CREATING A CHARACTER IS LIKE DRESSING A MANNEQUIN

I enjoyed going shopping with my mother when I was a young girl. I loved it not because she bought me things (although that was an added bonus) but because I loved the mannequins. At eight years old I was creating characters without realizing that was what I was doing. With the help of my imagination the giant faceless dolls became people. I gave them names, faces, personalities, people to see and places to go. The person who dressed the mannequin helped make it easy for me to envision the people I created. We as writers do the same for our readers when we develop the characters that walk the pages of our books.
When developing a new character, think of a nude mannequin waiting to be dressed. The way a person dresses can tell you a lot about their personality. The clothing you pick for your character helps the reader envision what they look like. What colors would your character wear and why? Maybe a loud boisterous character would choose colorful clothing such as a bright orange sweater, a pair of bootleg jeans and a pair of zebra print stilettos. A more demure character might choose to wear a navy blue pea coat with a grey angora cowl neck scarf, a dark grey pencil skirt and black leather knee high boots.
Is your character a teenager, a housewife, an athlete a hipster? Once you answer this question, you will find it easier to pick out their attire. The way you describe their hair will also help bring them to life. Does the girl in the pea coat have blonde silky hair that she secures tightly in a ponytail at the back of her head? Does the lively girl have short brown hair with golden highlights that frame her face? Speaking of faces, what does theirs look like? Have you ever found yourself staring at a mannequin envisioning their features based on the way they are dressed?
Once you know their style, their features usually will present themselves. Are their eyes circular in shape? Can you describe their nose? What about their smile? Is it vibrant and contagious or non-existent?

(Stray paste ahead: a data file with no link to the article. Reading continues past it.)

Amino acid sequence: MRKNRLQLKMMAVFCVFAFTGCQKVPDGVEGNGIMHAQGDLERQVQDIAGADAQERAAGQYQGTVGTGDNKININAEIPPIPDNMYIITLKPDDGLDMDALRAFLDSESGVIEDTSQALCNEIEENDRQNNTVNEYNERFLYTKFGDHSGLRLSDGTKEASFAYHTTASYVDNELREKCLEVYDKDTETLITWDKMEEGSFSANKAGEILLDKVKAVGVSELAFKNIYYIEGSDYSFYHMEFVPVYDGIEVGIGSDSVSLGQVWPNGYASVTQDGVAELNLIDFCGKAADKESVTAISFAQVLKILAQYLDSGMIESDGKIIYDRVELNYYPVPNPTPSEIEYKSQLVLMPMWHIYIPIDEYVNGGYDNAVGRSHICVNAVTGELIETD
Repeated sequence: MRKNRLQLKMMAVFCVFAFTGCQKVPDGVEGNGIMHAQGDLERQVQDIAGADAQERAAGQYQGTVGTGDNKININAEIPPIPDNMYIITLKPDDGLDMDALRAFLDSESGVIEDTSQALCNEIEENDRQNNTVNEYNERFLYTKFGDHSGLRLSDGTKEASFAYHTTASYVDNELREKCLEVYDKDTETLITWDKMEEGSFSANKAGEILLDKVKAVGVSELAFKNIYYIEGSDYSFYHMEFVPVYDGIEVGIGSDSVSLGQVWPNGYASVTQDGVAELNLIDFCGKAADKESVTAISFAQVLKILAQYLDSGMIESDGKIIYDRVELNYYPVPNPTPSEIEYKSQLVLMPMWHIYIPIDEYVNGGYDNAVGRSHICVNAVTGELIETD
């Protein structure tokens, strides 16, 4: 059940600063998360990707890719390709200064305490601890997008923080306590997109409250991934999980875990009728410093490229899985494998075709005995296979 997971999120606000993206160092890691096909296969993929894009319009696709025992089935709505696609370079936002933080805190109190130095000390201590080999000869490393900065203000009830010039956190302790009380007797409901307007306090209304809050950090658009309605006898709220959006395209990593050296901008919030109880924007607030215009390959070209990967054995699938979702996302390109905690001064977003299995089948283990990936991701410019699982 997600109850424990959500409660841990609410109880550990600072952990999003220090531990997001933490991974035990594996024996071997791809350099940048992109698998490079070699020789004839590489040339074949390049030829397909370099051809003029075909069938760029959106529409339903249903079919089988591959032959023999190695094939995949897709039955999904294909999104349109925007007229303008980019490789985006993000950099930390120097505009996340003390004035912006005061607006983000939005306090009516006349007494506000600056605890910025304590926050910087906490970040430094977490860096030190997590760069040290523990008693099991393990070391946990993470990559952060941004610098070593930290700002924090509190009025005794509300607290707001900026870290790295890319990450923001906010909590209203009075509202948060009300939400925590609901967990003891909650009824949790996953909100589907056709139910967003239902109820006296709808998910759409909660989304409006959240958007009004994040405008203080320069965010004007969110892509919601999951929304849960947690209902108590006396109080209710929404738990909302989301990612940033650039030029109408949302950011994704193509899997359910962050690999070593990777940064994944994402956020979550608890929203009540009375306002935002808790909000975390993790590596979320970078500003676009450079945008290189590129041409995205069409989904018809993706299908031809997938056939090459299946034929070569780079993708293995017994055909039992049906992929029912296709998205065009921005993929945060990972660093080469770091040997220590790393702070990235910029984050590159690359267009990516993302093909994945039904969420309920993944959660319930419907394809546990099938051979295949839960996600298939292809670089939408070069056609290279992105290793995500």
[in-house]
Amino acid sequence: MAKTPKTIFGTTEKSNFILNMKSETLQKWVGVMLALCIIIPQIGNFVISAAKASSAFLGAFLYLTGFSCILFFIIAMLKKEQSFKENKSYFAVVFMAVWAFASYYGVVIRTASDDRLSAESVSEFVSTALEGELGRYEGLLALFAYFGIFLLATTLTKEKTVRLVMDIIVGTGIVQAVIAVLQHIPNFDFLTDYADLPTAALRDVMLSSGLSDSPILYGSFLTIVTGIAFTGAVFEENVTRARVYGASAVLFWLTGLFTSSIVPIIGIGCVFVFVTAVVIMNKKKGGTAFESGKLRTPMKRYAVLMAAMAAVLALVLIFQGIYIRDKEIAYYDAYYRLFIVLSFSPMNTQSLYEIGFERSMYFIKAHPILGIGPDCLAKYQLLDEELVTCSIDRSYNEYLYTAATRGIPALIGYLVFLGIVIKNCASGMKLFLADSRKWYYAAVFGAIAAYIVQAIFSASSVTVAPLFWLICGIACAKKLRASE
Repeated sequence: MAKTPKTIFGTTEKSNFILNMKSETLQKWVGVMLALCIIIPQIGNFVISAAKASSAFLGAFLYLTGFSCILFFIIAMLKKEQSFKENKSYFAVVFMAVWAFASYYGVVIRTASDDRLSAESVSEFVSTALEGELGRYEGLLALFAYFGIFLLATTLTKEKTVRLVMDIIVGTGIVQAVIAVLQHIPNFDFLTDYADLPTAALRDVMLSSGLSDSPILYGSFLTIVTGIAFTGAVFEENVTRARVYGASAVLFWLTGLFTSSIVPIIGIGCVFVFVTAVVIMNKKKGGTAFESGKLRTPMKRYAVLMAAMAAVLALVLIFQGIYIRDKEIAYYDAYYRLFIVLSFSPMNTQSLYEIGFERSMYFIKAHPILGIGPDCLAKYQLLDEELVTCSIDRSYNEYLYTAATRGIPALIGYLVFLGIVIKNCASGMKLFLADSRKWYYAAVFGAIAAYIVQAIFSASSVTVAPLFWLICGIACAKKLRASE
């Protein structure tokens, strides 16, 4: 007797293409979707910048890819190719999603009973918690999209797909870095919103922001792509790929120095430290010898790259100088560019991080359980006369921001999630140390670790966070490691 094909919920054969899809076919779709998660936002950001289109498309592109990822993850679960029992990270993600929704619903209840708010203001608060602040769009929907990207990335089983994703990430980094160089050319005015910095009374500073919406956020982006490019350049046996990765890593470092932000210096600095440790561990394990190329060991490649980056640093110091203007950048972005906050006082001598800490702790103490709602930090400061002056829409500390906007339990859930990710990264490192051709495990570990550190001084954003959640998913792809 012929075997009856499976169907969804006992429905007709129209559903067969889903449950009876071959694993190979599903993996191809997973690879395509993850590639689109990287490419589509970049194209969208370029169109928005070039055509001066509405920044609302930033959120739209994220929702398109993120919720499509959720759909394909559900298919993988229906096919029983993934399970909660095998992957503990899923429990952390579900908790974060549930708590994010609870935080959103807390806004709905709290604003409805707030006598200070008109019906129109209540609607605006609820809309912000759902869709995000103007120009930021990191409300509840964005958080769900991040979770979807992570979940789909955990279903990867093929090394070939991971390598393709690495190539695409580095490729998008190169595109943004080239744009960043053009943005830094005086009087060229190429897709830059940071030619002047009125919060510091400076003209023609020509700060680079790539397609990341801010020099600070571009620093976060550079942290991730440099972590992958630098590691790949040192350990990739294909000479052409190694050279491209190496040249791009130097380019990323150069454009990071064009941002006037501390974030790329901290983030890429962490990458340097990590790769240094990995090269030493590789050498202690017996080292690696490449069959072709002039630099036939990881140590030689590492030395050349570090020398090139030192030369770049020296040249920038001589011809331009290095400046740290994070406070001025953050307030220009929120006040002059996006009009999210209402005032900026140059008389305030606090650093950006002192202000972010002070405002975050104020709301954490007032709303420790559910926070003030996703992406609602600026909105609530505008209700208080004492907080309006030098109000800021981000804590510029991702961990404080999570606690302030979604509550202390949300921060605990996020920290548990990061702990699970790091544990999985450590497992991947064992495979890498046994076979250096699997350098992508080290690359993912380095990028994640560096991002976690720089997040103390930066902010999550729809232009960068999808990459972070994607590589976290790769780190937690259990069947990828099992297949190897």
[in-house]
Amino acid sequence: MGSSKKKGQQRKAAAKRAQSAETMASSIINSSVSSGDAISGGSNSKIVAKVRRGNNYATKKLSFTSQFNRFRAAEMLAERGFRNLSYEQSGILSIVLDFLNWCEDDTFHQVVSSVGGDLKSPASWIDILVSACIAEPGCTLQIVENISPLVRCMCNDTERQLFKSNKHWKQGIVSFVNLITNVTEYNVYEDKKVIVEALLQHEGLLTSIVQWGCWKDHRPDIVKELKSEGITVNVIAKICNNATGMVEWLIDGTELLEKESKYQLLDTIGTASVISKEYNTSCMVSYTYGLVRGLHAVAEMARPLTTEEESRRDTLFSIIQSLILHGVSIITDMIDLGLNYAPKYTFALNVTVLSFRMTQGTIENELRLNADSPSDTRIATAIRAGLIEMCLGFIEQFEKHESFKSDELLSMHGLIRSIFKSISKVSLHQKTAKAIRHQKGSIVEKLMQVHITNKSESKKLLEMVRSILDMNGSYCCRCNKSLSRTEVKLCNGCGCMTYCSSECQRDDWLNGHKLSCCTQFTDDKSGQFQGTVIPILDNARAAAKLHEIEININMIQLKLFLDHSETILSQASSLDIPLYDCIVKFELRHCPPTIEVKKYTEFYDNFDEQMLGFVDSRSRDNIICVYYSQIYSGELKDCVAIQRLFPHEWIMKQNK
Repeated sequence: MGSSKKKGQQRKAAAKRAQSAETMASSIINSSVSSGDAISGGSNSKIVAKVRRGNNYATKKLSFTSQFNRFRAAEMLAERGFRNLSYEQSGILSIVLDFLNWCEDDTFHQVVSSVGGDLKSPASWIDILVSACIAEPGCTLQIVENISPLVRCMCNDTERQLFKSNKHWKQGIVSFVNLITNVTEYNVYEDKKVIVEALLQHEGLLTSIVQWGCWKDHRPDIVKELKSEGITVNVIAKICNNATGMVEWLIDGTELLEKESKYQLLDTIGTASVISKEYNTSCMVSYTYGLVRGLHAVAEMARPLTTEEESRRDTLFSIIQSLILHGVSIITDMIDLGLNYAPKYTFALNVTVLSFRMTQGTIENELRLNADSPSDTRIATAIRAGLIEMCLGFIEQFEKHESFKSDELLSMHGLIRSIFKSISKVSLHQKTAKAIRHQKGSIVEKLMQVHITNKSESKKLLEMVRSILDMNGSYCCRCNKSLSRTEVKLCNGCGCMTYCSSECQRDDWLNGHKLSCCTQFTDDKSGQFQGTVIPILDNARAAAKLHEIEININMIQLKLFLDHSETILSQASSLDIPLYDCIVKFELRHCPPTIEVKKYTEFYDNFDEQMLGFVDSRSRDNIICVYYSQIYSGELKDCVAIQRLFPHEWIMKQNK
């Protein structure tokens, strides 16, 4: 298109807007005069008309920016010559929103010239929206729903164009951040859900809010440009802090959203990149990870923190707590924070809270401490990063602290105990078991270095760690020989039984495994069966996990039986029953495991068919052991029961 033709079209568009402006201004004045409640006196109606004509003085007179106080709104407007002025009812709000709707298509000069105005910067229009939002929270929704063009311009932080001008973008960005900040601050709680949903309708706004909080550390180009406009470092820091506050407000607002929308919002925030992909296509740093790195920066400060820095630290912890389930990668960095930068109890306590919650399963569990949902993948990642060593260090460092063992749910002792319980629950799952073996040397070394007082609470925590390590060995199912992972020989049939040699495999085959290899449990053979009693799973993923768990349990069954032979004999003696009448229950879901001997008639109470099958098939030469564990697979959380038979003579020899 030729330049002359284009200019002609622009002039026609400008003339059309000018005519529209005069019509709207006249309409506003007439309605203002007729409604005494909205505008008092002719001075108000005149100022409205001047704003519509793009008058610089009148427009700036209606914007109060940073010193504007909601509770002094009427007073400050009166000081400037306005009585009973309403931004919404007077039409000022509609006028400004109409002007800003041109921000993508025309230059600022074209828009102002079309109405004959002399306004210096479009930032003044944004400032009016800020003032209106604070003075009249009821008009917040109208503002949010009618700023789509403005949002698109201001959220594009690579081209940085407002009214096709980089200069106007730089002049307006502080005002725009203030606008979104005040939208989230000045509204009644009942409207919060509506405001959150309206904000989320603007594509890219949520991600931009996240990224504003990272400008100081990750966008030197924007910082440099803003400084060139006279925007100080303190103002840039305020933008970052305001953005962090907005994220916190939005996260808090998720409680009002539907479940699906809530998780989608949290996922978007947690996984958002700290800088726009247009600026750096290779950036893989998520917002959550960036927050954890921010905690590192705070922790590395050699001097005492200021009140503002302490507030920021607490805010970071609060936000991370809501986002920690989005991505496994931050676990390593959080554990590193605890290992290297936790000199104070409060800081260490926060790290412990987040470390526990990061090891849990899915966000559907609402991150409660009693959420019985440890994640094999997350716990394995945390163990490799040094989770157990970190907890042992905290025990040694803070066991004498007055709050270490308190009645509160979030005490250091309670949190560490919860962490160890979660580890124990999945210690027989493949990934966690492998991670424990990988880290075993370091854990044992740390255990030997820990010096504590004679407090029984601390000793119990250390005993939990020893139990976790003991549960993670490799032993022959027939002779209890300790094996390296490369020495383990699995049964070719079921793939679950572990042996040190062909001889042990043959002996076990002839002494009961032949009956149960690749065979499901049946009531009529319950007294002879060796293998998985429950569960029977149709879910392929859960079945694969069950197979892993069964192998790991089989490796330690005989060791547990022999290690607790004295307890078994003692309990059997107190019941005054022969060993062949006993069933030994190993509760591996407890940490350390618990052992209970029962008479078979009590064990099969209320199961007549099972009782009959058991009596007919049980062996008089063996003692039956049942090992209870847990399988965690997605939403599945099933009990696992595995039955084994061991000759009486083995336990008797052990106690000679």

Anyone who dresses a mannequin has an idea of a person in mind. Their execution of style is what entices the buyer to purchase what they are selling.
Let’s make this a writing exercise. Imagine you have an unclothed mannequin in front of you and it’s your job to add clothing, accessories, hairstyles, facial features and personality to the lifeless figure. You want the potential buyer to be able to clearly envision the character you have created.
******** My character**********
Name –Lydia (Where do you get your names for your characters? Is there meaning behind them?) Something as simple as a name can lure readers in.

Age: 18 (Your main character’s age will generally constitute your target reading age, eg. Young Adult readers would most likely connect with a character that is within the fourteen-to nineteen age range).

Features: (It is important to include features in your descriptions, this allows the reader to feel like they have a good sense of what the character looks like) Dark wavy shoulder length hair, Hershey kiss eyes, a smile that stretches like a rubber band, a star shaped birthmark under her eye and a slender figure with the exception of her rounded derriere.

Quirks if any: ( Quirks are a way to make your character become relatable to the reader) Lydia has a terrible habit of cracking her knuckles.

Voice: (Imagine what your characters voice will sound like. Is it raspy? Is his or her speech fast?) Lydia’s come hither voice makes her a favorite with the opposite sex.

Attire: ( The clothing your character wears can help define what type of person they are) Lydia slipped on her tightly fitted rainbow decorated t-shirt and tucked her stretchy denim pants into her knee length Chuck Taylor sneakers. She liked that her style was unlike anyone else’s and often referred to her sense of flair as “punk rock and roll”. She’d rather set a trend than follow one. Once someone started to imitate her style she would change it. She hated that the girls in school began wearing fingerless elbow high gloves because that meant she could no longer wear her favorite accessory.

Hopefully, I created a character that you can now see. The next time you are shopping, take a moment to look at the mannequins. You might be surprised at how inspiring they can be.
Think of one of your favorite characters, what was something that made them memorable? What steps do you take when creating a character?

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Filed under audience, books, character, character building, conference, constructing, contests, creating, dreaming, editing, emotions, Fiction, Inspirational, life, middle grade fiction, query, random, rejections, stories, story writing, Style, Voice, WISHES, writer's life, writers, writing, Writing, Young Adult

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